In relation to the EIS, Council has previously resolved to enter into a procurement process to obtain a suitably qualified consultant to review the EIS and flight paths for the proposed Airport, and arrangements were being made by Council officers in this regard. On 9 April 2015, a forum was hosted by Blacktown City Council to discuss the assessment of the EIS and, in particular, a proposal for councils to pool their resources and engage consultants in readiness for the release of the EIS, given the expected timeframe for public exhibition and the likely volume of detailed material. The suggested approach is that each participating council contributes funds on a pro rata population basis, with WSROC coordinating procurement.  A Steering Committee, chaired by WSROC/MACROC, would be formed comprising each Council’s Strategic Planning Manager to coordinate the appointment and management of consultants and to engage a project manager to oversee the studies required for an objective peer review of the EIS. It is also suggested that only key EIS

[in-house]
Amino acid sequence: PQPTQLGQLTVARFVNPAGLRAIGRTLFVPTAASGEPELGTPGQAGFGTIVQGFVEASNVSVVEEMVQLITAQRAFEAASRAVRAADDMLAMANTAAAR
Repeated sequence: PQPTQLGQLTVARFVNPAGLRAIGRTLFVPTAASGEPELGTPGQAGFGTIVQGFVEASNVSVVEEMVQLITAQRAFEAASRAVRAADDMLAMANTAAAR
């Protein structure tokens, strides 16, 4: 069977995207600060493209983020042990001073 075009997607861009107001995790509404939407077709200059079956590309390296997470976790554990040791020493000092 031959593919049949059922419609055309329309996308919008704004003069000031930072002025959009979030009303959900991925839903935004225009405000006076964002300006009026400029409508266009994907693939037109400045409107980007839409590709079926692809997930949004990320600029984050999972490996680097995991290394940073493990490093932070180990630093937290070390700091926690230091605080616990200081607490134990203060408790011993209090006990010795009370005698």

________________________

2 Described by Ronan Delaney, Aviation Business Leader for Arup in Australasia.

elements be peer reviewed. Initial estimates of the cost of the project manager and consultants are in the order of $250,000. Depending on the extent of participation, Council’s contribution could be between $25,000 and $60,000.

 

The benefits of pooling funds are that a more detailed and expert analysis can be done, with councils not having to compete for the same expertise. There will be considerable cost savings for our communities because councils will not be undertaking separate reviews and duplicating the efforts of other councils.  Further, in addition to the independent expert analysis being used by all councils, it could be used by the community more generally in the preparation of submissions to the Federal Government.

 

The intended structure of this proposal should ensure that the management of the consultants is undertaken objectively and allow councils to draw from the studies to develop their individual submissions. Accordingly, it is considered that Council should participate in this proposal, subject to an upper limit of $60,000 for its contribution.

 

Potential action/advocacy

Council has an opportunity to undertake a number of potential actions and advocacy in advance of the EIS being finalised to ensure that critical issues are properly addressed in the EIS and the planning for the Airport and surrounding area. The following initial actions are suggested for Council’s consideration: